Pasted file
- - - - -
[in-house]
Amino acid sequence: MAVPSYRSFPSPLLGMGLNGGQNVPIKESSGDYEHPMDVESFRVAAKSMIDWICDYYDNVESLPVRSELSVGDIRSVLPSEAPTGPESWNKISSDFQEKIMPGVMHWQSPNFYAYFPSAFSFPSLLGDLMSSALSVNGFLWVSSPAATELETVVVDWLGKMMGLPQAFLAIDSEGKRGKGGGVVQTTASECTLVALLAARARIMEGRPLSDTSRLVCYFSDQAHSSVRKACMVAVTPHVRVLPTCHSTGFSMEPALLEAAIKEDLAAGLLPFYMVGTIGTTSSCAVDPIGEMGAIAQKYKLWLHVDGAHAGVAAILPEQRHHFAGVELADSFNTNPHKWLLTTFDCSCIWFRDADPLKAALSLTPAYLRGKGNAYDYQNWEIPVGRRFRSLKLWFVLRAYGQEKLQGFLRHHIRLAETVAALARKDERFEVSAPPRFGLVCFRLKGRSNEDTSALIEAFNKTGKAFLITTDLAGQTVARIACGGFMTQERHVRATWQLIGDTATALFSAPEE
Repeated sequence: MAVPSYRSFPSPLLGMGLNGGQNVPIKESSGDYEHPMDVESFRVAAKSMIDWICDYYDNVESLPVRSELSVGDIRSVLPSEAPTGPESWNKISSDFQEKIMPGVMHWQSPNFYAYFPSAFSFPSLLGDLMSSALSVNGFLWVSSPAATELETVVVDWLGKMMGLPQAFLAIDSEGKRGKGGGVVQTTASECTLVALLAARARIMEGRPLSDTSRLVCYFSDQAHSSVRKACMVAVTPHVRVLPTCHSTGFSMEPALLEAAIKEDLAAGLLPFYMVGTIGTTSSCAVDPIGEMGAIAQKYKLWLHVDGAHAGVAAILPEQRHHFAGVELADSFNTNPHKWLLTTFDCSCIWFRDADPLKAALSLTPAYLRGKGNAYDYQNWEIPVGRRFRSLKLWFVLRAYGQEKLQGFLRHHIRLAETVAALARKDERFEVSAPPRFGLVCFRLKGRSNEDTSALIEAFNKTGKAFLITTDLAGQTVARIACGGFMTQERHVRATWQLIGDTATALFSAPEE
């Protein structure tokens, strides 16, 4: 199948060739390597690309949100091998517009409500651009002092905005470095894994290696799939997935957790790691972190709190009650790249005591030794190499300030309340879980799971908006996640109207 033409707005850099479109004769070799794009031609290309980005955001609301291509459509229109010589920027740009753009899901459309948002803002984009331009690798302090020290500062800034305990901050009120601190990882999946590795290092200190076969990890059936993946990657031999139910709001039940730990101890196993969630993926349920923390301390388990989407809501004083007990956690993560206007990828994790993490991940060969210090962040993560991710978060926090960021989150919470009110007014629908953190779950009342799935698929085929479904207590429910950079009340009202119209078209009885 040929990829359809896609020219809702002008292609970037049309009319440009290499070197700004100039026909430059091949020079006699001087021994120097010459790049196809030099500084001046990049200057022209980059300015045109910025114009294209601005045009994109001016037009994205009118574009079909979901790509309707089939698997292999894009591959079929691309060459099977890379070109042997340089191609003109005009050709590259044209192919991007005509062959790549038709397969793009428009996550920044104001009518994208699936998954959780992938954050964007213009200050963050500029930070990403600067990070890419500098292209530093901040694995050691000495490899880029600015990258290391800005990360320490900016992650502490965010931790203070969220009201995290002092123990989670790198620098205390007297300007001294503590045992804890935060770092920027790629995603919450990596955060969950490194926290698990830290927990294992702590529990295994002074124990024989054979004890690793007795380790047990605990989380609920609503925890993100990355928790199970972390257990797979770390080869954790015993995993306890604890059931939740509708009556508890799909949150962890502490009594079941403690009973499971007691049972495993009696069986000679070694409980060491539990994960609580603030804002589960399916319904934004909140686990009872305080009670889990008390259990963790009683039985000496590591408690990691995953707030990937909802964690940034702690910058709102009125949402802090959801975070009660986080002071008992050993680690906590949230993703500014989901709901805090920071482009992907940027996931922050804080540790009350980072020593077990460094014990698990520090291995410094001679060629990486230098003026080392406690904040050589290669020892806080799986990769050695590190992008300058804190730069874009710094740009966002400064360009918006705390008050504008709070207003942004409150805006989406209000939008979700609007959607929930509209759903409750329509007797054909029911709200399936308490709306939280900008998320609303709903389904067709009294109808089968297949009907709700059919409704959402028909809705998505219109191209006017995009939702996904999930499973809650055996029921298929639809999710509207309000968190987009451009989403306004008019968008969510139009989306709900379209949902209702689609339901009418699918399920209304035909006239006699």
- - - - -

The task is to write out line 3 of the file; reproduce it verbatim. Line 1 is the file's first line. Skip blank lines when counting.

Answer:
Repeated sequence: MAVPSYRSFPSPLLGMGLNGGQNVPIKESSGDYEHPMDVESFRVAAKSMIDWICDYYDNVESLPVRSELSVGDIRSVLPSEAPTGPESWNKISSDFQEKIMPGVMHWQSPNFYAYFPSAFSFPSLLGDLMSSALSVNGFLWVSSPAATELETVVVDWLGKMMGLPQAFLAIDSEGKRGKGGGVVQTTASECTLVALLAARARIMEGRPLSDTSRLVCYFSDQAHSSVRKACMVAVTPHVRVLPTCHSTGFSMEPALLEAAIKEDLAAGLLPFYMVGTIGTTSSCAVDPIGEMGAIAQKYKLWLHVDGAHAGVAAILPEQRHHFAGVELADSFNTNPHKWLLTTFDCSCIWFRDADPLKAALSLTPAYLRGKGNAYDYQNWEIPVGRRFRSLKLWFVLRAYGQEKLQGFLRHHIRLAETVAALARKDERFEVSAPPRFGLVCFRLKGRSNEDTSALIEAFNKTGKAFLITTDLAGQTVARIACGGFMTQERHVRATWQLIGDTATALFSAPEE